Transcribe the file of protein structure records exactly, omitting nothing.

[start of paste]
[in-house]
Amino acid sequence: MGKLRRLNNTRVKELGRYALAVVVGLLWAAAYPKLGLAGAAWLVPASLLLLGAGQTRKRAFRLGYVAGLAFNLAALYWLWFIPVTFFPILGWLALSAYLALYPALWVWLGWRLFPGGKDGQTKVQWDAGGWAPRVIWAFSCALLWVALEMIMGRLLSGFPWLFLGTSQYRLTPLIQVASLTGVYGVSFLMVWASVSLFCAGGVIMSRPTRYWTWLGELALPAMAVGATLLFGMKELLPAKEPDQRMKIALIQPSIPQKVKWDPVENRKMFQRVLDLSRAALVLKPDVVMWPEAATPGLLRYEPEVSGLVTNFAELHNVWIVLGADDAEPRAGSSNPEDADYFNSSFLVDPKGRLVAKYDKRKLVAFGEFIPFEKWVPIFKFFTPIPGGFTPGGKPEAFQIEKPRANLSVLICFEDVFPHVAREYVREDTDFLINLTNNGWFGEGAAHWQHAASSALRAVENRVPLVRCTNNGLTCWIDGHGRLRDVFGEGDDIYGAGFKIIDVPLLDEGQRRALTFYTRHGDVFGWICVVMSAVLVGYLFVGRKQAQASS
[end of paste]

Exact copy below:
[in-house]
Amino acid sequence: MGKLRRLNNTRVKELGRYALAVVVGLLWAAAYPKLGLAGAAWLVPASLLLLGAGQTRKRAFRLGYVAGLAFNLAALYWLWFIPVTFFPILGWLALSAYLALYPALWVWLGWRLFPGGKDGQTKVQWDAGGWAPRVIWAFSCALLWVALEMIMGRLLSGFPWLFLGTSQYRLTPLIQVASLTGVYGVSFLMVWASVSLFCAGGVIMSRPTRYWTWLGELALPAMAVGATLLFGMKELLPAKEPDQRMKIALIQPSIPQKVKWDPVENRKMFQRVLDLSRAALVLKPDVVMWPEAATPGLLRYEPEVSGLVTNFAELHNVWIVLGADDAEPRAGSSNPEDADYFNSSFLVDPKGRLVAKYDKRKLVAFGEFIPFEKWVPIFKFFTPIPGGFTPGGKPEAFQIEKPRANLSVLICFEDVFPHVAREYVREDTDFLINLTNNGWFGEGAAHWQHAASSALRAVENRVPLVRCTNNGLTCWIDGHGRLRDVFGEGDDIYGAGFKIIDVPLLDEGQRRALTFYTRHGDVFGWICVVMSAVLVGYLFVGRKQAQASS